Noninvasive blood pressure and pulse wave analysis were performed prior to coronary angiography with the commercially available BPro® device with A-Pulse CASP software (Health STATS, Singapore). The BPro® device captured the radial waveform, which was subsequently used to generate central systolic pressure by N-point moving average method as described before [8]. Peripheral pressure waveforms were recorded from the wrist using applanation tonometry. After 20 sequential waveforms had been obtained, augmentation pressure (AP), augmentation index (AIx) and peak relative time (PRT) were derived from the measurement of PWA. The central hemodynamic indices are illustrated in Fig. 1. AP was defined as the difference between P1 and P2, AIx was calculated as AP divided by pulse pressure and PRT was described as T2T1 duration. Given that AIx is inversely related to heart rate, we used AIx normalized to a heart rate of 75 bpm (AIx@75) as an alternative. The BPro® device measured arterial pressure waveforms in 10s blocks over the course of 20–30s and the first stable waveform block was used for data analysis. The experienced operator visually inspected the waveforms for anomalies and selected the first stable waveform block, which applied to the criteria of adequate pulse height (100 mV) and pulse length variability (<20 %) [9]. Each patient was measured three times to avoid bias.
Fig. 1

Pressure waveform measurement. AIx = augmentation index PRT = peak relative time

Analysis of coronary angiography

Coronary angiography (CAG) was primarily performed through the trans-radial approach with standardized technique. To reach consensus, all coronary angiograms were visually assessed by at least two experienced interventional cardiologists. The extent and severity of coronary artery disease were determined by SYNTAX scores. The anatomical SYNTAX score was calculated with online calculator version 2.1 at www.syntaxscore.com. The following is 12categorization of CAD severity assessed by SYNTAX score according to guidelines: low as ≤22, moderate as 23–32 and severe as ≥33 [10, 11].

Statistical analysis

The data were analyzed with the SPSS 15.0 software (Chicago, IL, USA). Continuous variables were presented as mean ± standard deviation (SD) and categorical variables as percentages. Comparisons between groups were made by using the unpaired student t test (two-tailed) or Mann-Whitney U-test for continuous data and the Pearson’s χ2- or Fisher’s exact test. Spearman’s correlation coefficient (two-tailed) was used for the analysis of the correlation between AIx and SYNTAX scores. The receiver-operating characteristic curve was used to evaluate the predictive accuracy of AIx@75 for moderate to severe CAD; the highest Youden index (J statistic) representing the maximum potential effectiveness was used to determine the optimal cut-off AIx@75 value. Logistic regression analysis was employed for multivariate and univariate analysis. A p value of <0.05 was considered statistically significant.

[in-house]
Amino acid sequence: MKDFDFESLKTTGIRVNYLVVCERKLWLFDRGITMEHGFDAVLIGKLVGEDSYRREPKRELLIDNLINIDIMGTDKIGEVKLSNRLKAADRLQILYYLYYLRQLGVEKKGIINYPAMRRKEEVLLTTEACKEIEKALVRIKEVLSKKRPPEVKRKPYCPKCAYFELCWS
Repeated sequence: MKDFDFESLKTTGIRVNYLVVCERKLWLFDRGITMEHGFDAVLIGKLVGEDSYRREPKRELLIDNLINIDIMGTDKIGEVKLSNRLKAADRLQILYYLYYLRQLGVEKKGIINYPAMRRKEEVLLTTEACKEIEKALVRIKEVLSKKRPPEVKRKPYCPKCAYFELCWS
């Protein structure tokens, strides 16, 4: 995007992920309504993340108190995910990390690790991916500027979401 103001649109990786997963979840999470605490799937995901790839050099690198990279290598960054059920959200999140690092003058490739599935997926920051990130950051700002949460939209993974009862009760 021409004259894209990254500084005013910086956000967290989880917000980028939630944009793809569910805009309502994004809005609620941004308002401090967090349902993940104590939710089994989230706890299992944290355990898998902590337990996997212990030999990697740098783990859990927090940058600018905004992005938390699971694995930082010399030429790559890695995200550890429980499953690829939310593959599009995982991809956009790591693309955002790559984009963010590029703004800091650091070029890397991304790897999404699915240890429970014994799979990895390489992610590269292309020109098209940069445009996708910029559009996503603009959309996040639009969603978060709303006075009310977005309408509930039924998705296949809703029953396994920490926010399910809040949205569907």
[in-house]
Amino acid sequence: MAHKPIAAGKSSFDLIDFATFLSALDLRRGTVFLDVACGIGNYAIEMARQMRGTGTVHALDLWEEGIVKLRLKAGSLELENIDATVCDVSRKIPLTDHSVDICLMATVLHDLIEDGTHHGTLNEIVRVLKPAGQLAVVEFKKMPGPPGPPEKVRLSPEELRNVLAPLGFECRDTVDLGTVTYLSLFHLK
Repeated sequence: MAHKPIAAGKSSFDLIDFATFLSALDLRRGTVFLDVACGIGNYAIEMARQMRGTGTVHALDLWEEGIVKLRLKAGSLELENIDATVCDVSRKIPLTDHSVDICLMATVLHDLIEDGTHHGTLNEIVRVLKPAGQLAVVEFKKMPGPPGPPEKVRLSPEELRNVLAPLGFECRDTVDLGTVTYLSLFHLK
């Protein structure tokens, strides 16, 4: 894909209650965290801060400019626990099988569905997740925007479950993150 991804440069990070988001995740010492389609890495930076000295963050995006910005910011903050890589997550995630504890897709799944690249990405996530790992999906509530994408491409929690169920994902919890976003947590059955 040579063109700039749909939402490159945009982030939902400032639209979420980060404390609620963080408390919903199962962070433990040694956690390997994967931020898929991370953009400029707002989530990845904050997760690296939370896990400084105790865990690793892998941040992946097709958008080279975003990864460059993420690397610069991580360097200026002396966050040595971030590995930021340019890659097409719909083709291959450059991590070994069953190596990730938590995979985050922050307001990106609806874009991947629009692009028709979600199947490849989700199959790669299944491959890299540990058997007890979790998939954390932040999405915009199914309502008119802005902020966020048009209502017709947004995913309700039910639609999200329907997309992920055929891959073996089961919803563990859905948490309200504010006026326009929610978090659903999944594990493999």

Results

Patient demographics

Our study consecutively enrolled 318 patients. A total of 85, 20 and 16 patients were excluded due to a history of percutaneous coronary intervention, coronary bypass grafting and atrial fibrillation, respectively. The analysis of 197 participants compared 113 non-diabetic with 84 diabetic patients. Baseline characteristics are summarized in Table 1. The mean age of subjects was 59.2 ± 11.1 years old, and 72.1 % were men. The distribution of hypertension, dyslipidemia and current smoking status were not significantly different between groups (p > 0.05), nor were laboratory findings and medications.
Table 1

Baseline characteristics

 

Total

(n = 197)

Non-diabetic

(n = 113)

Diabetic

(n = 84)

p-value

Age(years)

59.2 ± 11.1

57.9 ± 11.0

60.9 ± 11.0

0.069

Gender(male), n(%)

142(72.1)

82(72.6)

59(70.2)

0.646

Hypertension, n(%)

128(65)

67(59.3)

61(72.6)

0.063

Hyperlipidemia, n(%)

45(22.8)

21(18.6)

24(28.6)

0.106

Current smokers, n(%)

101(51.3)

59(52.2)

41(48.8)

0.592

BMI(kg/m2)

25.2 ± 5.3

25.4 ± 4.9

25.1 ± 5.7

0.684

SYNTAX

16.4 ± 12.2

16.0 ± 11.9

17.0 ± 12.6

0.546

SYNTAX > 22, n(%)

60(30.5)

35(31.3)

25(29.8)

0.823

Lab data

 HbA1c(%)

6.4 ± 1.2

5.7 ± 0.4

7.3 ± 1.3

<0.3*

 Triglyceride(mmol/l)

1.8 ± 1.6

1.6 ± 0.8

2.0 ± 1.8

0.073

 LDL cholesterol(mmol/l)

2.6 ± 1.0

2.6 ± 1.0

2.5 ± 1.0

0.775

 HDL cholesterol(mmol/l)

1.1 ± 0.3

1.1 ± 0.3

1.1 ± 0.3

0.045*

 Creatinine(μmol/l)

79.0 ± 17.6

77.8 ± 17.5

80.6 ± 17.7

0.260*

Medications

 ACEI, n(%)

21(10.7)

11(9.7)

10(11.9)

0.641

 ARB, n(%)

17(8.6)

6(5.3)

11(13.1)

0.057

 β-blockers, n(%)

35(17.8)

21(18.6)

14(16.7)

0.706

 Calcium channel blockers, n(%)

44(22.3)

14(12.4)

30(35.7)

<0.3*

 Statins, n(%)

32(16.2)

10(8.8)

22(26.2)

0.9*

*p value for comparison between the non-diabetic and diabetic groups; p < 0.05 indicates statistical significance. BMI body mass index, LDL low-density lipoprotein, HDL high-density lipoprotein, ACEI angiotensin converting enzyme inhibitor, ARB angiotensin receptor blocker

Central hemodynamic indices analysis

Table 2 shows the values of hemodynamic indices. Mean values of central aortic systolic pressure (CASP), central pulse pressure (central PP) and brachial pulse pressure (brachial PP) were significantly higher in the diabetic group (p < 0.05).
Table 2

Hemodynamic indices

 

Total

(n = 197)

Non-diabetic

(n = 113)

Diabetic

(n = 84)

p-value